What’s Going On?
I recently had the professional and personal pleasure of working with a CEO and his Strategic Planning Team on a Strategic Development retreat. What started out as a “Strategic Planning” initiative back in June changed to “Strategic Alignment” as more information and discussion was captured during the pre-session phase. To the credit of the CEO and his Team, they recognized that enhanced alignment was as crucial as planning anew. Why seek to merely conjure up new strategic objectives when “alignment health” is just as much a priority?
The Team and the organization had months earlier reorganized and although the organization is performing well, the Team felt that time invested focusing on alignment as it relates to the direction and priorities of the organization was in order. There is a foundational truth related to this approach: As the alignment health of the Planning Team goes, so goes the health of the strategic plan… and its successful execution. Again, it should be noted that this Team had been operating effectively, they just wanted and expected more of each other. Bravo.
Strategic planning is all about choices and the aligned planning Team must be able to discuss and choose together for the good of the organization. Sometimes the choices may be difficult but it is in these difficult choices that the organization may be able to achieve the advantage it seeks. Strategic planning author and practitioner Richard Rumelt, in his book, Good Strategy Bad Strategy challenges planning teams to adopt a “radical inequality” (pre-calculus term) mentality in order to be able to make hard choices as to where organizational resources may need to be newly re-directed. The attention on some areas of the organization may need to change. The truth is, this is not easy. But if a Planning Team is in good health, is aligned and authentically willing to embrace radical inequality, the sky is not even the limit.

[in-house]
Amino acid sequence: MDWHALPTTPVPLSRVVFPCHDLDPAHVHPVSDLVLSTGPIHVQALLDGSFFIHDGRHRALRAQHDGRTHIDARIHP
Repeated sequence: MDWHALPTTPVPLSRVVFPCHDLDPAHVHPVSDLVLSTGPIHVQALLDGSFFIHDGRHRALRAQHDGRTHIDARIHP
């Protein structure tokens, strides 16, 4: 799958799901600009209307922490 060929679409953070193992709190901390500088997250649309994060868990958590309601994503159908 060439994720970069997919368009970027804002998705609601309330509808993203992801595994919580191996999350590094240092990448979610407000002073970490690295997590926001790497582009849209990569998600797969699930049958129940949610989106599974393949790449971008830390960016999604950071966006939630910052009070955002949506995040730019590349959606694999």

The Planning Team’s objective for the day was to arrive at one Strategic Area of Focus by day’s end while developing clearer understanding and commitment related to the Team’s (and hence the organization’s) alignment. I wish you could have been there. This articulate Team of talented individuals did incredible work to clear some of the fog that had subtly settled in during the prior busy months. Author Rumelt sums it up with simple eloquence when he writes, “A great deal of strategy work is trying to figure out what is going on”.
This Planning Team not only met their objective for the day but will likely experience future success as they know that days like this are but an “on-ramp”. They realize the value of and see the true advantage of continued commitment to strategic alignment.
Have a happy and safe Thanksgiving holiday.
Rumelt, Richard P. Good Strategy Bad Strategy. New York, New York: Crown Publishing Group, 2011.
JOIN OUR NEWSLETTER
Receive usable observations, commentary, methods and research directly related to organizational and individual development by signing up to receive PSP’s bi-monthly e-mail communique, the Pease Strategic Edge